Housing discrimination grievances rise


    The Fair Housing Center of West Michigan recently learned that it was awarded a three-year, $824,000 grant from the U.S. Department of Housing and Urban Development, by far the largest grant in the 29-year history of the nonprofit.

    The money will be doled out in three annual installments of $274,000 beginning next year, which means the agency can extend and fund its long-term outlook past 2010, the last year of its current strategic plan.

    “So much of what we do, because of the nature of our funding, is responding to a crisis, and now we’ll actually be able to really put some thought into proactively and systemically attacking housing discrimination,” said Nancy Haynes, executive director of the center.

    A good portion of that attack plan involves participation from associations in the housing industry, such as area Realtors, property managers and home builders. After having to exist from year-to-year, Haynes said these organizations can now count on the agency being able to battle housing discrimination for at least the next three years.

    “So it’s really a wonderful opportunity for us to form some long-term projects, commitments and collaborations,” she said.

    “There were years that we didn’t receive funding, and we’re the most segregated state in the country.”

    Haynes said Michigan’s unflattering top-of-the-heap segregation standing is tilted a bit because of Detroit’s racial demographics. But she added that taking a close look at where minorities live in areas around Muskegon and Grand Rapids reveals plenty of segregated neighborhoods.

    It would follow then that complaints regarding housing discrimination would either remain steady or rise, and for the past four years, those allegations have risen steadily, going from 139 in 2004 to 154 in 2007.

    Almost all of the complaints filed last year — 91 percent — involved renting; only 2 percent were over mortgages and just 6 percent involved a sales transaction. Thirty-two percent of the accusations were based on an individual’s family status, while 29 percent cited race as a reason. (See box below.)

    But not all of the complaints come from potential renters or homebuyers.

    “Twenty-five percent of our cases are coming from people in the housing industry who refer a case to us when they have a client or they see something. If you’re a Realtor and you have a client who says, ‘Don’t sell my house to an African American,’ you can call us and you don’t have to give us your name,” said Haynes.

    “Industry referrals are a key for us because those people see (discrimination) patterns and trends.”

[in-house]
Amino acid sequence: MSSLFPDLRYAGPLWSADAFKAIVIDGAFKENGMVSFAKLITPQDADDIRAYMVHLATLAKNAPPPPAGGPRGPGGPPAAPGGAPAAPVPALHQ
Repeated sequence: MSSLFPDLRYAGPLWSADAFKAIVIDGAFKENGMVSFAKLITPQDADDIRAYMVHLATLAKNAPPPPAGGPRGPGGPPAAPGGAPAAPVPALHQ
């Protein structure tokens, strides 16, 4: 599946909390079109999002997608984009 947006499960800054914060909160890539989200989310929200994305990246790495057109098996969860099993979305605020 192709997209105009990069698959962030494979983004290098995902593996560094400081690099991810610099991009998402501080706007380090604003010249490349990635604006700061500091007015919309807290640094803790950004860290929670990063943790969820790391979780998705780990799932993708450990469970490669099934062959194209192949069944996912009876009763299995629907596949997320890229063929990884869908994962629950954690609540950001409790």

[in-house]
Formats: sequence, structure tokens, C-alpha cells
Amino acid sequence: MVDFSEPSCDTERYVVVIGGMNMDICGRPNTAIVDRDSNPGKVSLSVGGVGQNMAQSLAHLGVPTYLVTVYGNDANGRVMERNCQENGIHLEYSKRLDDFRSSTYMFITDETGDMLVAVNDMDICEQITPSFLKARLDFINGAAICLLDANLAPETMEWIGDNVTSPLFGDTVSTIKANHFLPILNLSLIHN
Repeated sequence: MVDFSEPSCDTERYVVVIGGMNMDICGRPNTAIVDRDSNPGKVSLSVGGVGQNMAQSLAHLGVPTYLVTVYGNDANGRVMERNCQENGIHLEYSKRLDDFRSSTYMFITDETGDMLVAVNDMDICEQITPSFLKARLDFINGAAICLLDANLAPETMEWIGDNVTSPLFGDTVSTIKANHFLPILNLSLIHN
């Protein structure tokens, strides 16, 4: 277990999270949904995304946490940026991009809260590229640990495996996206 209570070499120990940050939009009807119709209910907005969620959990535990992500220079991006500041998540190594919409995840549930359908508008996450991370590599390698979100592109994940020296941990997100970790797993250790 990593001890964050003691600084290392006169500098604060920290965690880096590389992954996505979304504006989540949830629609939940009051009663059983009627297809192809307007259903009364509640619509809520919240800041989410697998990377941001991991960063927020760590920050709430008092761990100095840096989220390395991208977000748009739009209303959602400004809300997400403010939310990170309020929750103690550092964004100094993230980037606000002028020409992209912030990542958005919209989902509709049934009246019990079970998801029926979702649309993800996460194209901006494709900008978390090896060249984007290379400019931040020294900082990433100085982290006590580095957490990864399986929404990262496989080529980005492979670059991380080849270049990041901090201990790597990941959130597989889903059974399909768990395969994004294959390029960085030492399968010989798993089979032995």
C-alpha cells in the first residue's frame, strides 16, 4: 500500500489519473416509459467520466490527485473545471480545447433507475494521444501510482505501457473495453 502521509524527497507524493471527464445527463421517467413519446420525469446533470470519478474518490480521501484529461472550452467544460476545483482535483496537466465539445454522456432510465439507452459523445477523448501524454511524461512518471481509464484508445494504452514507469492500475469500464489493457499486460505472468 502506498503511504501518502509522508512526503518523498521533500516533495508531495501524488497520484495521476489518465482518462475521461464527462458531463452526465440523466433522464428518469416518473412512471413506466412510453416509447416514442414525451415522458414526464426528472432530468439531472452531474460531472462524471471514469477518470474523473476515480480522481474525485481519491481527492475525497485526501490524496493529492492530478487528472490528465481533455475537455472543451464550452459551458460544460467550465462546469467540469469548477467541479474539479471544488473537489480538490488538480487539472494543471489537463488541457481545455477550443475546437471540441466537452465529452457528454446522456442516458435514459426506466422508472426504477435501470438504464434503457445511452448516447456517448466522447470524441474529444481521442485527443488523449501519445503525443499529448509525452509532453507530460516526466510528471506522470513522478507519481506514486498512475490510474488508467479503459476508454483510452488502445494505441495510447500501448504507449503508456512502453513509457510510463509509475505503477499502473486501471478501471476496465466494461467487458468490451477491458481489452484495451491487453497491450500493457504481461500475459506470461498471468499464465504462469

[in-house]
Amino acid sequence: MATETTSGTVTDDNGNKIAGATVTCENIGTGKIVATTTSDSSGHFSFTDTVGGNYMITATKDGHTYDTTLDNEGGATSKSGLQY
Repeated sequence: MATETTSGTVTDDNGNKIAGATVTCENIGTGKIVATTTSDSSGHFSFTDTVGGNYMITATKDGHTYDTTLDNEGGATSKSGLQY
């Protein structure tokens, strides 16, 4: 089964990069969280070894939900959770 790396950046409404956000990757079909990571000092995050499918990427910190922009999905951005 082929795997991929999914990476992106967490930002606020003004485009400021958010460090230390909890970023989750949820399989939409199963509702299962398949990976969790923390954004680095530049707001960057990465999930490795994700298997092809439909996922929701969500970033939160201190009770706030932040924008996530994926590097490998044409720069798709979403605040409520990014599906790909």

Another increase in complaints is certain this year. Haynes said the grievances the center has received in 2008 already top the total from last year, with nearly two full months to go in the year.

    “This year, so far in 2008, we are at a record level of complaints,” she said.

    “But the hard part about this is, does that mean there is more discrimination or does that mean that we’re doing a much better job of building awareness? I hesitate just to say that we have an increase in the amount of housing discrimination. What I think is happening is more people know about their rights and the fact that they have a means to exercise those rights and a partner to pursue justice. And we have much more visibility now.”

    The center set a record last year in achieving justice by finding evidence to support claims in 40 percent of the discrimination grievances that were filed. Haynes said in a typical year these investigations normally confirm about a third of the allegations that are made.

    “This is a big jump for us,” she said.

    At the same time, however, a new challenge coming from online classified advertising has surfaced for the center. Web sites, such as Craig’s List and Rent GR.com, aren’t regulated by the Communications Decency Act like newspapers and magazines are when it comes to the content of for-rent and for-sale ads.

    “People who would never say something out loud like ‘no kids’ don’t even think twice about putting it in their Internet ad, and that is still a violation of the Fair Housing Act,” said Haynes.

    “We’re monitoring that now because in the Craig’s List case, the court said that fair housing centers have to bear the burden of going after each one of those discriminatory ads. Because of the Communications Decency Act, Craig’s List has no liability. But anyone who posts a discriminatory ad does have liability.”

    The online ads, along with a complicated HUD definition, are why “family status” took over the top spot on the center’s list of reasons about why a grievance was filed last year. Race, the perennial leader, fell to second place. Haynes said those who post such ads just don’t know the law; her advice to them is to describe the property and not mention the type of buyer or renter they’re looking for. In other words, leave out the “no kids” or “under 40.”

    “Then they won’t run afoul of the fair housing law.”

    Haynes had nothing but praise for U.S. Congressmen Vern Ehlers, R-Grand Rapids, and Peter Hoekstra, R-Holland. She indicated both broke with their party’s traditional position in the effort to make sure the Fair Housing Center got the HUD grant.

    “Often fair housing and civil rights in Washington, D.C., is a partisan issue. Congressman Ehlers and Congressman Hoekstra really were very courageous in the fact that they were the first Republicans to ask for increased funding for fair housing. They saw that there wasn’t enough funding. It was only at $19 million for the whole country, and there are about 100 fair housing centers like ours across the nation,” she said.

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